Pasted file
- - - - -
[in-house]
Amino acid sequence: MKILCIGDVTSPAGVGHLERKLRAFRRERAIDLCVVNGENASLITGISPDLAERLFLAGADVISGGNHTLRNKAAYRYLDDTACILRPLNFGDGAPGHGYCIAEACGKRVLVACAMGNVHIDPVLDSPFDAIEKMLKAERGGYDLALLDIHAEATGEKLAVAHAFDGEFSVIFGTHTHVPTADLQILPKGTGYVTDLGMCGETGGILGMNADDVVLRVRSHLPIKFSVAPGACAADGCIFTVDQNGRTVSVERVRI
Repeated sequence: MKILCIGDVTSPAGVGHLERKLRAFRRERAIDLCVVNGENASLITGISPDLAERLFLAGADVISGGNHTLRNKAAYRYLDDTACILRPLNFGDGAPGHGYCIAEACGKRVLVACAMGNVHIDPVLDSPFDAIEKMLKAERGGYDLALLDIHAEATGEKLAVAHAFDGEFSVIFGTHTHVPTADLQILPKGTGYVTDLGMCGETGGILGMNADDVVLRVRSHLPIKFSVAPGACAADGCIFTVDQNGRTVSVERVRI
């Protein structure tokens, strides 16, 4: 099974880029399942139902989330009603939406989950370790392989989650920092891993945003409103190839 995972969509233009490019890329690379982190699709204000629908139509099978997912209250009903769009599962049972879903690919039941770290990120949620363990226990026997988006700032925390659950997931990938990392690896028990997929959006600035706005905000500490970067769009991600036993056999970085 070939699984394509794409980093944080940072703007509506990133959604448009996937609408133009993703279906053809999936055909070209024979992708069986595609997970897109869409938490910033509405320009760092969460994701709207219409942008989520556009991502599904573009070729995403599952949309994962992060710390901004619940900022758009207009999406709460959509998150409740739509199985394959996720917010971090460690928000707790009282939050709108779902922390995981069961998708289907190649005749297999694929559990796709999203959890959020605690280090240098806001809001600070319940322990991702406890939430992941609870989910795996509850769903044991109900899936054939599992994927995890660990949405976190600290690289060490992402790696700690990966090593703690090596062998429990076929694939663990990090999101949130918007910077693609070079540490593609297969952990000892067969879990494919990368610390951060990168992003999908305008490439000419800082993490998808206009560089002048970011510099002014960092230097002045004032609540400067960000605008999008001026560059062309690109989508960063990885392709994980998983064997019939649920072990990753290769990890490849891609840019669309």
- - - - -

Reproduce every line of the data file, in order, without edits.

[in-house]
Amino acid sequence: MKILCIGDVTSPAGVGHLERKLRAFRRERAIDLCVVNGENASLITGISPDLAERLFLAGADVISGGNHTLRNKAAYRYLDDTACILRPLNFGDGAPGHGYCIAEACGKRVLVACAMGNVHIDPVLDSPFDAIEKMLKAERGGYDLALLDIHAEATGEKLAVAHAFDGEFSVIFGTHTHVPTADLQILPKGTGYVTDLGMCGETGGILGMNADDVVLRVRSHLPIKFSVAPGACAADGCIFTVDQNGRTVSVERVRI
Repeated sequence: MKILCIGDVTSPAGVGHLERKLRAFRRERAIDLCVVNGENASLITGISPDLAERLFLAGADVISGGNHTLRNKAAYRYLDDTACILRPLNFGDGAPGHGYCIAEACGKRVLVACAMGNVHIDPVLDSPFDAIEKMLKAERGGYDLALLDIHAEATGEKLAVAHAFDGEFSVIFGTHTHVPTADLQILPKGTGYVTDLGMCGETGGILGMNADDVVLRVRSHLPIKFSVAPGACAADGCIFTVDQNGRTVSVERVRI
């Protein structure tokens, strides 16, 4: 099974880029399942139902989330009603939406989950370790392989989650920092891993945003409103190839 995972969509233009490019890329690379982190699709204000629908139509099978997912209250009903769009599962049972879903690919039941770290990120949620363990226990026997988006700032925390659950997931990938990392690896028990997929959006600035706005905000500490970067769009991600036993056999970085 070939699984394509794409980093944080940072703007509506990133959604448009996937609408133009993703279906053809999936055909070209024979992708069986595609997970897109869409938490910033509405320009760092969460994701709207219409942008989520556009991502599904573009070729995403599952949309994962992060710390901004619940900022758009207009999406709460959509998150409740739509199985394959996720917010971090460690928000707790009282939050709108779902922390995981069961998708289907190649005749297999694929559990796709999203959890959020605690280090240098806001809001600070319940322990991702406890939430992941609870989910795996509850769903044991109900899936054939599992994927995890660990949405976190600290690289060490992402790696700690990966090593703690090596062998429990076929694939663990990090999101949130918007910077693609070079540490593609297969952990000892067969879990494919990368610390951060990168992003999908305008490439000419800082993490998808206009560089002048970011510099002014960092230097002045004032609540400067960000605008999008001026560059062309690109989508960063990885392709994980998983064997019939649920072990990753290769990890490849891609840019669309």